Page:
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Provide the framework students need to go from inquiry to understanding. By continuously modeling the application of six key principles of scientific thinking for students, Psychology: From Inquiry to Understandingteaches students how to test their assumptions, and motivates them to use scientific thinking skills to better understand the field of psychology and the world around them.For introductory psychology courses at two- and four-year colleges and universities.
SCOTT O. LILIENFELD received his B.A. in Psychology from Cornell University in 1982 and his Ph.D. in Clinical Psychology from the University of Minnesota in 1990. He completed his clinical internship at Western Psychiatric Institute and Clinic in Pittsburgh, Pennsylvania, from 1986 to 1987. He was Assistant Professor in the Department of Psychology at SUNY Albany from 1990 to 1994 and now is Professor of Psychology at Emory University. He is a Fellow of the Association of Psychological Science and was the recipient of the 1998 David Shakow Award from Division 12 (Clinical Psychology) of the American Psychological Association for Early Career Contributions to Clinical Psychology. Dr. Lilienfeld is a past president of the Society for a Science of Clinical Psychology within Division 12. He is the founder and editor of the Scientific Review of Mental Health Practice, Associate Editor of Applied and Preventive Psychology, and a regular columnist for Scientific American Mind magazine. He has authored or coauthored seven books and over 200 journal articles and chapters. Dr. Lilienfeld has also been a participant in Emory University’s “Great Teachers” lecturer series, as well as the Distinguished Speaker for the Psi Chi Honor Society at the American Psychological Association and numerous other national conventions.
STEVEN JAY LYNN received his B.A. in Psychology from the University of Michigan and his Ph.D. in Clinical Psychology from Indiana University. He completed an NIMH Postdoctoral Fellowship at Lafayette Clinic, Detroit, Michigan, in 1976 and is now Professor of Psychology at Binghamton University (SUNY), where he is the director of the Psychological Clinic. Dr. Lynn is a fellow of numerous professional organizations, including the American Psychological Association and the American Psychological Society, and he was the recipient of the Chancellor’s Award of the State University of New York for Scholarship and Creative Activities. Dr. Lynn has authored or edited 19 books and more than 260 other publications, and was recently named on a list of “Top Producers of Scholarly Publications in Clinical Psychology Ph.D. Programs” (2000-2004/Stewart, Wu, & Roberts, 2007, Journal of Clinical Psychology). Dr. Lynn has served as the editor of a book series for the American Psychological Association, and he has served on 11 editorial boards, including the Journal of Abnormal Psychology. Dr. Lynn’s research has been supported by the National Institute of Mental Health and the Ohio Department of Mental Health.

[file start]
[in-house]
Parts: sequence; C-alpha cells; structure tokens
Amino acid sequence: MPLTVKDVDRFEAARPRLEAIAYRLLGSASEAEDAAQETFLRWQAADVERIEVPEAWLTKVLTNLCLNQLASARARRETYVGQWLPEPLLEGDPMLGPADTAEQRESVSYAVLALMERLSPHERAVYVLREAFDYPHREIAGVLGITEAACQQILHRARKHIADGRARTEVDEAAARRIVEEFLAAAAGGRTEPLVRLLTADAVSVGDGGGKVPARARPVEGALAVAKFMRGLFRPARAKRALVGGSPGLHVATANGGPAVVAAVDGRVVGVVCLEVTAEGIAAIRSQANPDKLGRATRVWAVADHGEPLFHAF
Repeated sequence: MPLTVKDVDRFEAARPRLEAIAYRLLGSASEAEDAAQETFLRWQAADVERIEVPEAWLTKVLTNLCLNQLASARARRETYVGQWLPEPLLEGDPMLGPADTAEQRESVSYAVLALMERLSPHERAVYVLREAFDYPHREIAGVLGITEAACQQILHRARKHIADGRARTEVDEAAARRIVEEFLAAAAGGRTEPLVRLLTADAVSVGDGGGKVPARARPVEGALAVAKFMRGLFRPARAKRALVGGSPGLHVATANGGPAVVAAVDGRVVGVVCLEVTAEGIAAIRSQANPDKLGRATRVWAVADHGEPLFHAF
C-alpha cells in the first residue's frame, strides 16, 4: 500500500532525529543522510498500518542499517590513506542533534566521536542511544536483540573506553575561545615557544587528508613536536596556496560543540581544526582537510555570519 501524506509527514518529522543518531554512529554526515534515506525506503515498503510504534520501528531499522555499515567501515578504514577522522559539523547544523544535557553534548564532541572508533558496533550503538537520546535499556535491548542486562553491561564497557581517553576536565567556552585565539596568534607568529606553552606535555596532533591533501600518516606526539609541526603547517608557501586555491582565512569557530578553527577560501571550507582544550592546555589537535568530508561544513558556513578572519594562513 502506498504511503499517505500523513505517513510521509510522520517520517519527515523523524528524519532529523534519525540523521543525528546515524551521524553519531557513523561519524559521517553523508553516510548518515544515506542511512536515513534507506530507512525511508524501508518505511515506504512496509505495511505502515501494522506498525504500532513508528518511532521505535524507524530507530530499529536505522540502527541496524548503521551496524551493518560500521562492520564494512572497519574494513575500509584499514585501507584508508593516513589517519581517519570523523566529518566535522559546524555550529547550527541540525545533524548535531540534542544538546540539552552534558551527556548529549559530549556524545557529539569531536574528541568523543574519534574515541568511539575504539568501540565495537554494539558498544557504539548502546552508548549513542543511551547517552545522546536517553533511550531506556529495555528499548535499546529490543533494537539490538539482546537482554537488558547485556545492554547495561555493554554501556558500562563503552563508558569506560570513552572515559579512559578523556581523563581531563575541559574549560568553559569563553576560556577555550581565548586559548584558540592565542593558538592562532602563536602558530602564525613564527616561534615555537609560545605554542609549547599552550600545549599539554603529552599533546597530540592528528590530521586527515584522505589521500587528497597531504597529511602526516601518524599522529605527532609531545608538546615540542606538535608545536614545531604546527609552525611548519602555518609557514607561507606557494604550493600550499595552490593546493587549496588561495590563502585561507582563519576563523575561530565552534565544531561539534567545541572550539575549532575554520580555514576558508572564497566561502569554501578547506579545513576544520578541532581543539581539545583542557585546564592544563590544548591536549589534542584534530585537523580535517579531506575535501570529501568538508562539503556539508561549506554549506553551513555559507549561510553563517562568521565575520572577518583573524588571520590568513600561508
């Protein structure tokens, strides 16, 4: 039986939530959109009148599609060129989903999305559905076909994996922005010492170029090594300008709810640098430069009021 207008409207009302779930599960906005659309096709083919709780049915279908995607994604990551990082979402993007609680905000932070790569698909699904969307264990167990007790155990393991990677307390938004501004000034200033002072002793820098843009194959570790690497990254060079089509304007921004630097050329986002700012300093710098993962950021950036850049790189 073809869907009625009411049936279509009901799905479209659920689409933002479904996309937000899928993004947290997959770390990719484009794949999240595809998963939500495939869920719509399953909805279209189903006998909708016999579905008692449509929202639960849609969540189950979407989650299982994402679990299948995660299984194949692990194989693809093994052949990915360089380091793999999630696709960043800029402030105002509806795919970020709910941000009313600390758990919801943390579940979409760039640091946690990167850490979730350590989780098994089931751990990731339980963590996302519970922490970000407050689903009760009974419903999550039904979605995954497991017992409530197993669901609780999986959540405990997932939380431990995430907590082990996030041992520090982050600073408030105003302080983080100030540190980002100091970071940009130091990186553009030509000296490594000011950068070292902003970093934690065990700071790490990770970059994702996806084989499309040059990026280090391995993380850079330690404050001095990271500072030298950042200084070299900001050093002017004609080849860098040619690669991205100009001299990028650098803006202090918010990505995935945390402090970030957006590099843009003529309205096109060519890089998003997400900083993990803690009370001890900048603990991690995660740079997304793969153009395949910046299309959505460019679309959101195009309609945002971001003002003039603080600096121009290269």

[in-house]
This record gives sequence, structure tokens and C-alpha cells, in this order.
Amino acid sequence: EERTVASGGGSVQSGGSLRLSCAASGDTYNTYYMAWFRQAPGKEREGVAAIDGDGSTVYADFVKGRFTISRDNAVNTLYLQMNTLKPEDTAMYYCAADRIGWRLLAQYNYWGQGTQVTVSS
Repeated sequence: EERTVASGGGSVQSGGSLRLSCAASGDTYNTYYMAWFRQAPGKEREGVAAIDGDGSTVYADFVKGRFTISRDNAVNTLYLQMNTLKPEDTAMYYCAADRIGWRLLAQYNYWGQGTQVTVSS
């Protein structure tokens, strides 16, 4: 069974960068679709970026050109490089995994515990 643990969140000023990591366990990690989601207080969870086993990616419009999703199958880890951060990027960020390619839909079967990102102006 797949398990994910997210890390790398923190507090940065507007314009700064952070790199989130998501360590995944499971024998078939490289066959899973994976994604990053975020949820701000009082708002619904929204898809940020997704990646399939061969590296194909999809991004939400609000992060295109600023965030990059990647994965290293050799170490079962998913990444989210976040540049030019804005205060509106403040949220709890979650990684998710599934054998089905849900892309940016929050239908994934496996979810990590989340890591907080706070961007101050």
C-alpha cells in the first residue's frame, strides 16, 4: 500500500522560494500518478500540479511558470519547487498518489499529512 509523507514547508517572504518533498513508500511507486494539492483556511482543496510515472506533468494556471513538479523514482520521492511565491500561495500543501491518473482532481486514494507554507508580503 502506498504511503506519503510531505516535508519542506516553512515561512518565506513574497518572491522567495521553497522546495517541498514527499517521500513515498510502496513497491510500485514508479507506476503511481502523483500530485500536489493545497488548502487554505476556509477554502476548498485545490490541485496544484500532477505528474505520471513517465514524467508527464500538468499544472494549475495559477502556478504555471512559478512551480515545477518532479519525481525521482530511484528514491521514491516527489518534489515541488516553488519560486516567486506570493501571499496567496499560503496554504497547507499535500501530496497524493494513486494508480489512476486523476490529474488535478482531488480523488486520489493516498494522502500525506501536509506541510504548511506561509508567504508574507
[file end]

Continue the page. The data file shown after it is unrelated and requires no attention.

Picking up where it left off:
LAURA L. NAMY received her B.A. in Philosophy and Psychology from Indiana University in 1993 and her doctorate in Cognitive Psychology at Northwestern University in 1998. She is now Associate Professor of Psychology and Core Faculty in Linguistics at Emory University. Dr. Namy is the editor of the Journal of Cognition and Development. At Emory, she is Director of the Emory Child Study Center and Associate Director of the Center for Mind, Brain, and Culture. Her research focuses on the origins and development of verbal and nonverbal symbol use in young children, sound symbolism in natural language, and the role of comparison in conceptual development.
NANCY J. WOOLF received her B.S. in Psychobiology at UCLA in 1978 and her Ph.D. in Neuroscience at UCLA School of Medicine in 1983. She is Adjunct Professor in the Department of Psychology at UCLA. Her specialization is behavioral neuroscience, and her research spans the organization of acetylcholine systems, neural plasticity, memory, neural degeneration, Alzheimer’s disease, and consciousness. In 1990 she won the Colby Prize from the Sigma Kappa Foundation, awarded for her achievements in scientific research in Alzheimer disease. In 2002 she received the Academic Advancement Program Faculty Recognition Award. She also received a Distinguished Teaching Award from the Psychology Department at UCLA in 2008. Dr. Woolf is currently on the editorial boards of Science and Consciousness Review and Journal of Nanoneuroscience.